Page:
In addition to the Ethernet ports Time Capsule is expandable via the USB port which allows you to add external USB hard drives which could also be used for Time Machine backups. It’s also nice having the power supply built-in.
One of the biggest questions on my mind…
was how would it handle subsequent hourly backups. In other words, I knew that my family would NOT remember to mount the Time Capsule drive. If you’ve ever had a kid lose an important term paper or book report due to a drive hiccup, it’s not pretty! Although I had read other Time Capsule reviews, I didn’t find one that mentioned whether or not the Time Capsule drive would automount each hour. I was hoping that Time Machine would do the right thing and mount the drive as needed. I was happy that it does just that. There is no further interaction required on the users’s part. Time Machine automatically mounts the Time Capsule drive each hour (wirelessly), does the incremental backup and then unmounts the drive. Again, this is the solution I’ve waited for for years.
The next Mac to be added to the Time Capsule backup plan was my iTunes server which I had just upgraded to a 1 TB hard drive as well. This Mac is always connected to Gigabit Ethernet. When I switched to Time Machine drives to the Time Capsule I didn’t realize that Time Machine automatically backs up other attached hard drives. So my initial backup was 200 GBs bigger than it needed to be (400 GB in all). Even over Gigabit Ethernet, this took freakin’ forever! I’m not kidding, this took close to 18 hours. So let’s cut that in half and say 9 hours for 200GB. That’s a long time for the initial backup and I can’t even imagine how long that would have taken over Wi-Fi. The next day when I realized that I had backed up the second drive unnecessarily, I added it to the "do not" backup section of Time Machine. However, it didn’t automatically delete the data from Time Capsule. I assume that once the drive fills up that that will be the first data set to go, but I would think that there would be a way to kill the extra 200GB manually. I tried and got all kinds of permission warnings and just aborted my attempts.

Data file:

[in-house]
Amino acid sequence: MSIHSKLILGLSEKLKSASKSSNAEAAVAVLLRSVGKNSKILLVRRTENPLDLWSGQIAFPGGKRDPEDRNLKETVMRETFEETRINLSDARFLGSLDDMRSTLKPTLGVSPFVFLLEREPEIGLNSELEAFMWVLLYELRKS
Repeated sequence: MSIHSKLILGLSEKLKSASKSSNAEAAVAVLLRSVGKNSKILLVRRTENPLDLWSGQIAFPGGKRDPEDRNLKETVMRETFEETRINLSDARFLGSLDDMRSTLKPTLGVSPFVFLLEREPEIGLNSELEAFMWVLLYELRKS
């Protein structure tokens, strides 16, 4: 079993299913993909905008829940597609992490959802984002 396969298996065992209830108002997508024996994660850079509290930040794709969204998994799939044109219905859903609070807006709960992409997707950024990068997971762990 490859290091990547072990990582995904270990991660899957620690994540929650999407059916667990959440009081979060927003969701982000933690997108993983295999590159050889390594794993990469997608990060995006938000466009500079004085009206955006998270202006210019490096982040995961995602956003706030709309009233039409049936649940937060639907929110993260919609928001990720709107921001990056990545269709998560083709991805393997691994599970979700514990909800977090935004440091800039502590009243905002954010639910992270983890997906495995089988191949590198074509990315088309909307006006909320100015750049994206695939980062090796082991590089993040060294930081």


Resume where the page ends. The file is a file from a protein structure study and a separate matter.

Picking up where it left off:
Now that the initial backups are done, Time Machine takes only a few minute to do the hourly backups and of course it does it in the background.
The Bottom Line
I’m happy with Time Capsule so far and have had no problems. It doesn’t get any easier than this and Time Capsule is the BEST/EASIEST way to backup your multiple Macs running Leopard. Although you could also use Time Capsule as a network drive to put data on and share it amongst your users, I don’t recommend this. The reason is, if you get in the habit of using it as a server to store your daily work files, then how will they be getting backed up? If your Time Capsule dies, you’d still have your Mac hard drives. However, if Time Capsule dies and you were using it as a network server, then that data that was on it would be lost.
Time Capsule is bigger than the AirPort Extreme Base Station and while it is quiet, it’s not silent. Like Apple’s other white boxes (AirPort, Apple TV, etc.) it does run warm.
The initial backup takes way too long. So the best way to do it is to plug in and let it run overnight or over the weekend. Don’t forget to exclude things that you don’t want backed up or things that are already backed up in another location and don’t change regularly. This will save on disk space. All in all Time Machine was worth the investment for me. Time Capsule/Time Machine only works with Macs running Leopard. It will not back up PC’s or Boot Camp partitions. For a complete list of specs, go here.
500 GB Time Capsule $299, 1 TB Time Capsule $499